Lauren Price, M.Ed
Did you know that building a habit of time management can help improve the functioning of your student's brain? Planning is an executive function hosted in the pre-frontal cortex that is most improved through coaching and habits.
Now, how do we sell this to our students? I love using science and brain facts because who can argue with that? Our pre-frontal cortex holds our short-term memory and working memory, which are vital for learning. In fact, for learning to occur, it must go through the short-term memory. However, if the short-term memory is full of a running list of to-do actions, no learning can occur. Think about it. As adults, we have kid stuff, work stuff, personal stuff, and relationship stuff. Meanwhile, our students have school stuff, sports stuff, extracurricular stuff, and friend stuff. All our responsibilities, regardless of age, can cause our already small short-term memory to be overwhelmed. Information can get all mixed up and spill out. This can cause our students, as well as ourselves, to feel stress. Not only can we not learn well, but we can also cause undue stress on our bodies. Let’s consider how planning can help us reduce this stress.
It is never too late to start the habit of planning, but the earlier the better. I was approached recently by a friend whose husband is a lawyer and gets paid for his time. His lack of planning skills was costing him and his company money. She wanted me to coach him, so my advice to him is the same that I give my students:
1. Start with choice. How do you want to plan? Engagement in the choice of how you plan will help with buy-in. In some schools there isn't a choice on type of planner (physical or digital), but choice can still be given in other ways. There are examples for parents and teachers below and you can feel free to use or hand out to your students to try.
Teachers — Have students make a study plan for your spelling words using some fun choices. For example, creating mnemonic devices, writing it in a sentence, or playing hangman.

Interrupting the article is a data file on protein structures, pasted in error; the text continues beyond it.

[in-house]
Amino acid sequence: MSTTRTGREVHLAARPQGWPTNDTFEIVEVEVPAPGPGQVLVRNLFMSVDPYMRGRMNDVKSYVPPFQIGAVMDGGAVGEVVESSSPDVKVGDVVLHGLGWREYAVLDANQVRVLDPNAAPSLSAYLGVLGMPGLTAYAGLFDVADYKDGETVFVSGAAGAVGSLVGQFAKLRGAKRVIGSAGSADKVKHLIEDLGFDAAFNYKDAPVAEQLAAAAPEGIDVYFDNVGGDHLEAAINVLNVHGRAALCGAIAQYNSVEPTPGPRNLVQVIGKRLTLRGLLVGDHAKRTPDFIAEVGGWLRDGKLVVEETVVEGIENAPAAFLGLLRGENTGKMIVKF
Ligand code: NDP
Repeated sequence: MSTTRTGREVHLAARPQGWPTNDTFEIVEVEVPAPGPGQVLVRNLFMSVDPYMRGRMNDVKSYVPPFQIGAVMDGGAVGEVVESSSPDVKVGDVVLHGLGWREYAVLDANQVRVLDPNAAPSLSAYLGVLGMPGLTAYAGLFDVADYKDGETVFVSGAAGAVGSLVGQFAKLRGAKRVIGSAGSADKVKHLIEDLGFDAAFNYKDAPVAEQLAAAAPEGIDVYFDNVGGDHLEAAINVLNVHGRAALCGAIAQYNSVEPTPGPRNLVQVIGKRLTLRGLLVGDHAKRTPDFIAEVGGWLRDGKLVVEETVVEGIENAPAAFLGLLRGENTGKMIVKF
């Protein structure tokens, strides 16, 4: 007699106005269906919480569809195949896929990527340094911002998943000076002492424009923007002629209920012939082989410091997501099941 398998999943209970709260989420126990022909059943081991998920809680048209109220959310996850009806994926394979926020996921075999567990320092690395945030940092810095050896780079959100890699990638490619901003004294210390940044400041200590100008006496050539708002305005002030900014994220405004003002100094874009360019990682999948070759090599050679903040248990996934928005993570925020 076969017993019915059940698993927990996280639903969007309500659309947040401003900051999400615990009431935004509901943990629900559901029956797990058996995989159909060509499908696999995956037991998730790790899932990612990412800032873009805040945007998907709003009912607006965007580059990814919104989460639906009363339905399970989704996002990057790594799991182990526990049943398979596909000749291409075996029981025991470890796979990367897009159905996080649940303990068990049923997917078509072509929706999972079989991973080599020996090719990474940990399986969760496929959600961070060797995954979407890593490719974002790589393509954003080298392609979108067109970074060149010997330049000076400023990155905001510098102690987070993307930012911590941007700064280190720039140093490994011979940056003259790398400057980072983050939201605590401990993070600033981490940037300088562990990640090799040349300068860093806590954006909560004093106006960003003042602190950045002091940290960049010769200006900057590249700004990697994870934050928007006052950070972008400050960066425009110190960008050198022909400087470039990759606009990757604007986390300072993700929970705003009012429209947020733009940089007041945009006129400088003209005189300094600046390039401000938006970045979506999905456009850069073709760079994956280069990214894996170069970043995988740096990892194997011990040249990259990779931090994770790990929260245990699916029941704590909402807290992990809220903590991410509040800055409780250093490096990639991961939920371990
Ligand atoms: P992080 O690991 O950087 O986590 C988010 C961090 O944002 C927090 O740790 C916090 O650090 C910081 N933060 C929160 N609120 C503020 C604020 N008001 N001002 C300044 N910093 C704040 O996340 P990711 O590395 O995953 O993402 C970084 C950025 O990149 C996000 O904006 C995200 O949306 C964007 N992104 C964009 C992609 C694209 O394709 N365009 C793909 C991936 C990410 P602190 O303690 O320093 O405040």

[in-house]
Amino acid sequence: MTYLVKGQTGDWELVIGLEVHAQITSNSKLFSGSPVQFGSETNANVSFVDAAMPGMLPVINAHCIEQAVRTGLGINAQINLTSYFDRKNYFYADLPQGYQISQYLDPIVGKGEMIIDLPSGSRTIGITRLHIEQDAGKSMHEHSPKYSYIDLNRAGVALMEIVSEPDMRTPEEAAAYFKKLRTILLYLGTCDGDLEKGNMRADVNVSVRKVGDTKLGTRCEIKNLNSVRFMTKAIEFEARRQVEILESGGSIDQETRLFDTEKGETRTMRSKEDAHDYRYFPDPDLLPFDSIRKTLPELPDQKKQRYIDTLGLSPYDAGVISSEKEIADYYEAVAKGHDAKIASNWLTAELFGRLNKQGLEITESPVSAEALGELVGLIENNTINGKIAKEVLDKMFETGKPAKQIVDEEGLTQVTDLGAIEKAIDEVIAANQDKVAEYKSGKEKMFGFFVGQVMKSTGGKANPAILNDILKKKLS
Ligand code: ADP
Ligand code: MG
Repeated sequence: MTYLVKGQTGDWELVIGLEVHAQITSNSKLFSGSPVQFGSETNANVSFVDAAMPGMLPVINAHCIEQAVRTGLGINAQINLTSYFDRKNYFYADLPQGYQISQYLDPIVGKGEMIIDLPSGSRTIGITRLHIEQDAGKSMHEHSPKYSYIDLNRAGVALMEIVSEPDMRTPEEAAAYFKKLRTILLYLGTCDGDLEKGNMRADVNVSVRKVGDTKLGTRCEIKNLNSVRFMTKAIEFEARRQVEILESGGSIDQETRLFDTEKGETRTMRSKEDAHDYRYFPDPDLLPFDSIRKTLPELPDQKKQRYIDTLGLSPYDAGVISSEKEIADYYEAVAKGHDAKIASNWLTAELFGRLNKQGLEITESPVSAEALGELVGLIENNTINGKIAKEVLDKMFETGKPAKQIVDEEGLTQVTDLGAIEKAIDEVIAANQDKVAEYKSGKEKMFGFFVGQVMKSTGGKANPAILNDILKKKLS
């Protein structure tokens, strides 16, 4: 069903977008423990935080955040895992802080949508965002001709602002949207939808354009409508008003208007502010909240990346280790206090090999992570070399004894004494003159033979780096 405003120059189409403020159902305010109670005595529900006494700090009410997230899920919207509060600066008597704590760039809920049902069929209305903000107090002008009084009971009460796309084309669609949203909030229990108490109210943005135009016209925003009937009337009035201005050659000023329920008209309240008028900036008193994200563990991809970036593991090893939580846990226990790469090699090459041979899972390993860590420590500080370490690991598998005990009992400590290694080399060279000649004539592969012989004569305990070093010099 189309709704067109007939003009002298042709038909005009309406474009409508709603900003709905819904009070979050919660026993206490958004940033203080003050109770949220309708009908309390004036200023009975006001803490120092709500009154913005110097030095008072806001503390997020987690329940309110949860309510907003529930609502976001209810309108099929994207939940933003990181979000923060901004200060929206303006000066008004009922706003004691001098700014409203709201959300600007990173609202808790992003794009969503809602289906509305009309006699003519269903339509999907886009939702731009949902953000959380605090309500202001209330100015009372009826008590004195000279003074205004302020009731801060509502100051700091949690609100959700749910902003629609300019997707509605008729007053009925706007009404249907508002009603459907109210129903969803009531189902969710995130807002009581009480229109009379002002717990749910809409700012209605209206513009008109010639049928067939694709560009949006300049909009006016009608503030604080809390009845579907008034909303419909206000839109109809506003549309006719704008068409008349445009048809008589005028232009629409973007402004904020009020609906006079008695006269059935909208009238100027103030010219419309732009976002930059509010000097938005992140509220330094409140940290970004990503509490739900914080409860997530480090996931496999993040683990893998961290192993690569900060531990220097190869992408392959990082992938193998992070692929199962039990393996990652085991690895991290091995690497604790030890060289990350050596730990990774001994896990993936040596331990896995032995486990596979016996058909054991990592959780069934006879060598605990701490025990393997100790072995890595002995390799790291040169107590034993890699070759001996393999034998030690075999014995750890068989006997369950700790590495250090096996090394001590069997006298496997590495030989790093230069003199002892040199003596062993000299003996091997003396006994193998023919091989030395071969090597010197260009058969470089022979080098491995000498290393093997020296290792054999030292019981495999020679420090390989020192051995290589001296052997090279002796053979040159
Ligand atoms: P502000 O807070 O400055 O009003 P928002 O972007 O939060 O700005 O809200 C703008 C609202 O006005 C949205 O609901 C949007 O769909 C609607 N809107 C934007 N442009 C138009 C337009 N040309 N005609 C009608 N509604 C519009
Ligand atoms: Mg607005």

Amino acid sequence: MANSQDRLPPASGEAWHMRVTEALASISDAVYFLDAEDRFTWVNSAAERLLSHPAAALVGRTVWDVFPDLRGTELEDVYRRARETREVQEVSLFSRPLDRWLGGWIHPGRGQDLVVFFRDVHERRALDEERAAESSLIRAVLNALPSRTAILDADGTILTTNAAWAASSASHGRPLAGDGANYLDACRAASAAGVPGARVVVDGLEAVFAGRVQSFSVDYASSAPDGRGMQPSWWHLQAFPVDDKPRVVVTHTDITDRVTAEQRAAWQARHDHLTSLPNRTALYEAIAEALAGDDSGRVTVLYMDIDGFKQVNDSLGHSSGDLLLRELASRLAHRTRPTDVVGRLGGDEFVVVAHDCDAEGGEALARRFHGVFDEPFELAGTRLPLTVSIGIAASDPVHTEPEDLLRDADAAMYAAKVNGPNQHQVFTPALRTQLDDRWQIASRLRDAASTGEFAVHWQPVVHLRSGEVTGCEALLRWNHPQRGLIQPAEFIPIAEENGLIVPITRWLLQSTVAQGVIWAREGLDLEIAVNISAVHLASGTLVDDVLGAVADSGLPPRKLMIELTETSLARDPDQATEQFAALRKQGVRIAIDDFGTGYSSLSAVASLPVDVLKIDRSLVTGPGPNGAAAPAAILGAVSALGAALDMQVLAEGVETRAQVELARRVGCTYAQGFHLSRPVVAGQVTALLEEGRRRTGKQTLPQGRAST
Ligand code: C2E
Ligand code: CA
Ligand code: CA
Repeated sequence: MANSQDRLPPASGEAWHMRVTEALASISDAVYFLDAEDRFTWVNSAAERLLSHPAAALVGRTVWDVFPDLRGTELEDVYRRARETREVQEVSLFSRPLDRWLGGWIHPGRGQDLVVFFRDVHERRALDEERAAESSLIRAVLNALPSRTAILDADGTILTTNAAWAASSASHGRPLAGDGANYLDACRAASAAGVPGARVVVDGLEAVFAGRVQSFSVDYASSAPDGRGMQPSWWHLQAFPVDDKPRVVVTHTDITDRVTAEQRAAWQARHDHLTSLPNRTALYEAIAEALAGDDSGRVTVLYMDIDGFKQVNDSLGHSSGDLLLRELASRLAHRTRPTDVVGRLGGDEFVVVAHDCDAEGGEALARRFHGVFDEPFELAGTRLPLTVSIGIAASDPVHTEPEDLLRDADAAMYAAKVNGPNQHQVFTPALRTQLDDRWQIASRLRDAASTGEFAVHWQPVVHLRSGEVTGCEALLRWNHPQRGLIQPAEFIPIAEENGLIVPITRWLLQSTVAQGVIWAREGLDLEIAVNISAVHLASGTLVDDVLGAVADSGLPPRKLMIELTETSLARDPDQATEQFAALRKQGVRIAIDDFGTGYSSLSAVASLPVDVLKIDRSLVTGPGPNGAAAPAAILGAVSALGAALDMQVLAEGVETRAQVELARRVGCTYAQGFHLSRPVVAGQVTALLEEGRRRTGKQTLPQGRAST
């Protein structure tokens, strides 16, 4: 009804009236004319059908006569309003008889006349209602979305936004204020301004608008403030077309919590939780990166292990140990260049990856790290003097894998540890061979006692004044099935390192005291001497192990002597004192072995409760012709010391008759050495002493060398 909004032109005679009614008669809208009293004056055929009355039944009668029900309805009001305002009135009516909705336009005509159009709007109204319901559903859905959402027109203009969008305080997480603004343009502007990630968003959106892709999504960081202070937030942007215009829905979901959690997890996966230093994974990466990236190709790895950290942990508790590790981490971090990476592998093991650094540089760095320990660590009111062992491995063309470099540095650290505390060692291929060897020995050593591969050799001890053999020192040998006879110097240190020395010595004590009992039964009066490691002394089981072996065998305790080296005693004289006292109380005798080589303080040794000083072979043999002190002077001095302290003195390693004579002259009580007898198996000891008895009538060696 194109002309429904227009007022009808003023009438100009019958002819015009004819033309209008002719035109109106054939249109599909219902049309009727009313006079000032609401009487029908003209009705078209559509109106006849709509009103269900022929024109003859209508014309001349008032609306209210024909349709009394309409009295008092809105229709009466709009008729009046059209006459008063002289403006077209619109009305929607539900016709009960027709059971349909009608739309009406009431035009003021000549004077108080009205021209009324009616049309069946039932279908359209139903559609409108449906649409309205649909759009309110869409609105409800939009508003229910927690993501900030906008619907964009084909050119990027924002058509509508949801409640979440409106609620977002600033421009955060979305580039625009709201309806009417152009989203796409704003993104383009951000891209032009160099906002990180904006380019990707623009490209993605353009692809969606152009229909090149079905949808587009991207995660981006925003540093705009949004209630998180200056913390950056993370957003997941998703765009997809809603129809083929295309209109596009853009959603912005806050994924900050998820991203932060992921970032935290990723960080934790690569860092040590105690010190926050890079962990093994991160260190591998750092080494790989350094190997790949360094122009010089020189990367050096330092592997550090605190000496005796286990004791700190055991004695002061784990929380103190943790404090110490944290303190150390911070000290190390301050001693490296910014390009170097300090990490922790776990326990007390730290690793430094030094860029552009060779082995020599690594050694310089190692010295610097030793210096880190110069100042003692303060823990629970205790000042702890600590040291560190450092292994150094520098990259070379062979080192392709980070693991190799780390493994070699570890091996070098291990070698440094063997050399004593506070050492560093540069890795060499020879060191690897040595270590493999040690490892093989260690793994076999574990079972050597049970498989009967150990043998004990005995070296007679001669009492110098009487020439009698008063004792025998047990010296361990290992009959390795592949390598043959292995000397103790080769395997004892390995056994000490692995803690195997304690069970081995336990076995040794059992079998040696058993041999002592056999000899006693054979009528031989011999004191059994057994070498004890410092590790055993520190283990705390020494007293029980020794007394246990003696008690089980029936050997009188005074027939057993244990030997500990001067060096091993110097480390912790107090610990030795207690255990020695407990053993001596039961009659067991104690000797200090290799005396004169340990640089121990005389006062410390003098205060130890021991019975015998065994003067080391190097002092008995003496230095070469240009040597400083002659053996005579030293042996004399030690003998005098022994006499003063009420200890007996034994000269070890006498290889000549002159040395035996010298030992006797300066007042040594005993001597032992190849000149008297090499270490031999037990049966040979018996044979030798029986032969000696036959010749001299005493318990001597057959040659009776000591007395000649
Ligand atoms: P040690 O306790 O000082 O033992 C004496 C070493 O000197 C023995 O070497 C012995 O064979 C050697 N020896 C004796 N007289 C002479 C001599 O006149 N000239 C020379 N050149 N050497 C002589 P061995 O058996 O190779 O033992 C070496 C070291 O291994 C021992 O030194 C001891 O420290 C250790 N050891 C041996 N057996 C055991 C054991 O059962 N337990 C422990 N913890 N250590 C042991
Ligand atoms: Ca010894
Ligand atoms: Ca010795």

Parents — Have students brainstorm all the things they do after school and create a spot in their planners for this. That way they can make study plans while considering their afternoon plans.
2. Be specific with your action items. Challenge students of any age to not use the word study in their plans. It is way easier to wiggle-worm out of a broad term instead of something specific.
3. Finally, what to put in the plan? I would suggest having the following checklist out for your students to get in the habit of planning.
Plot all known commitments (sports practices, games, meetings)
Plot all tests/quizzes
Study plan for assessments — don’t use the word study
Plot out all known homework
Scheduled tutorial or teacher meetings
Bonus — track how long things take to do to become aware of time
Now, I don't believe anyone could or should be as excited about planning as me. Although, my eight-year-old niece comes close! While I still have all my planners since middle school (a hoarding confession), she starts planning for early dismissal days weeks in advance. She is one that naturally knows what is going on and makes plans to get things done. However, not all students or adults naturally enjoy planning, so they need to practice and build the habit.
In summary, get your humans to start planning. Maybe not to hoard a planner collection, but at least to create plans and build the neural pathways to make for a highly productive pre-frontal cortex!